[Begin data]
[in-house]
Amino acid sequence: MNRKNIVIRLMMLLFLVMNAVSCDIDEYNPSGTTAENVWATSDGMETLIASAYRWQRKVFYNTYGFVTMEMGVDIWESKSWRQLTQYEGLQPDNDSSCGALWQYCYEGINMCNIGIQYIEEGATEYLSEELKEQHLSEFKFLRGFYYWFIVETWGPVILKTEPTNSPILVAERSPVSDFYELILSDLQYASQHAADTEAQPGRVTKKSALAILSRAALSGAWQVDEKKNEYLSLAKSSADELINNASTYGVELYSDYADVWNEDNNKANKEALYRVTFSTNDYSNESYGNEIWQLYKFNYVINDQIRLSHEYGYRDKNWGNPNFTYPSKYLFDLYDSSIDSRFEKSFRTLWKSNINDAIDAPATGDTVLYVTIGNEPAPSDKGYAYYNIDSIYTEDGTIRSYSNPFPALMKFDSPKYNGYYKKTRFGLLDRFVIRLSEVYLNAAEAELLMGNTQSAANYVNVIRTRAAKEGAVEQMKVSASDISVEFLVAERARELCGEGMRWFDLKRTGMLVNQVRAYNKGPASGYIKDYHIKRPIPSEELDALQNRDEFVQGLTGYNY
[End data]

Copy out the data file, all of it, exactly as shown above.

[in-house]
Amino acid sequence: MNRKNIVIRLMMLLFLVMNAVSCDIDEYNPSGTTAENVWATSDGMETLIASAYRWQRKVFYNTYGFVTMEMGVDIWESKSWRQLTQYEGLQPDNDSSCGALWQYCYEGINMCNIGIQYIEEGATEYLSEELKEQHLSEFKFLRGFYYWFIVETWGPVILKTEPTNSPILVAERSPVSDFYELILSDLQYASQHAADTEAQPGRVTKKSALAILSRAALSGAWQVDEKKNEYLSLAKSSADELINNASTYGVELYSDYADVWNEDNNKANKEALYRVTFSTNDYSNESYGNEIWQLYKFNYVINDQIRLSHEYGYRDKNWGNPNFTYPSKYLFDLYDSSIDSRFEKSFRTLWKSNINDAIDAPATGDTVLYVTIGNEPAPSDKGYAYYNIDSIYTEDGTIRSYSNPFPALMKFDSPKYNGYYKKTRFGLLDRFVIRLSEVYLNAAEAELLMGNTQSAANYVNVIRTRAAKEGAVEQMKVSASDISVEFLVAERARELCGEGMRWFDLKRTGMLVNQVRAYNKGPASGYIKDYHIKRPIPSEELDALQNRDEFVQGLTGYNY